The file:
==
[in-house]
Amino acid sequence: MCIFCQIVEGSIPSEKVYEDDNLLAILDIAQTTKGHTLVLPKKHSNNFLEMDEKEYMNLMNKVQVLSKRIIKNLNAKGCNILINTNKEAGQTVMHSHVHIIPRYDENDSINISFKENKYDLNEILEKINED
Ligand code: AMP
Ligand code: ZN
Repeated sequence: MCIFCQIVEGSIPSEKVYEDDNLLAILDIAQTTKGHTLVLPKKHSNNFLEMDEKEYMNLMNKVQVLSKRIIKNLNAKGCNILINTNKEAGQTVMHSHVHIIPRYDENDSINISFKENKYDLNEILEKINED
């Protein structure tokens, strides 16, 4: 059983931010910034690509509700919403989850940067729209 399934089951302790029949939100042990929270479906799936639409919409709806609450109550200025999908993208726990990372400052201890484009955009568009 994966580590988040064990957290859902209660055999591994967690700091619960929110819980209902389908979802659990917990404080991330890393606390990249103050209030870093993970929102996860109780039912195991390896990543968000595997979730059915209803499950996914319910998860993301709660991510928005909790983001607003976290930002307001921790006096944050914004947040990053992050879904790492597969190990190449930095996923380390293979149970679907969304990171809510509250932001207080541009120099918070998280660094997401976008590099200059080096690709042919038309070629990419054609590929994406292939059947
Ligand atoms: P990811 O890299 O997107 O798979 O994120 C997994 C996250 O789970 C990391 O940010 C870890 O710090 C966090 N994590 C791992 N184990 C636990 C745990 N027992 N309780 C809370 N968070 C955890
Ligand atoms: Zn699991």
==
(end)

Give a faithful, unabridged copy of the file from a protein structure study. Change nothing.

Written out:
[in-house]
Amino acid sequence: MCIFCQIVEGSIPSEKVYEDDNLLAILDIAQTTKGHTLVLPKKHSNNFLEMDEKEYMNLMNKVQVLSKRIIKNLNAKGCNILINTNKEAGQTVMHSHVHIIPRYDENDSINISFKENKYDLNEILEKINED
Ligand code: AMP
Ligand code: ZN
Repeated sequence: MCIFCQIVEGSIPSEKVYEDDNLLAILDIAQTTKGHTLVLPKKHSNNFLEMDEKEYMNLMNKVQVLSKRIIKNLNAKGCNILINTNKEAGQTVMHSHVHIIPRYDENDSINISFKENKYDLNEILEKINED
């Protein structure tokens, strides 16, 4: 059983931010910034690509509700919403989850940067729209 399934089951302790029949939100042990929270479906799936639409919409709806609450109550200025999908993208726990990372400052201890484009955009568009 994966580590988040064990957290859902209660055999591994967690700091619960929110819980209902389908979802659990917990404080991330890393606390990249103050209030870093993970929102996860109780039912195991390896990543968000595997979730059915209803499950996914319910998860993301709660991510928005909790983001607003976290930002307001921790006096944050914004947040990053992050879904790492597969190990190449930095996923380390293979149970679907969304990171809510509250932001207080541009120099918070998280660094997401976008590099200059080096690709042919038309070629990419054609590929994406292939059947
Ligand atoms: P990811 O890299 O997107 O798979 O994120 C997994 C996250 O789970 C990391 O940010 C870890 O710090 C966090 N994590 C791992 N184990 C636990 C745990 N027992 N309780 C809370 N968070 C955890
Ligand atoms: Zn699991």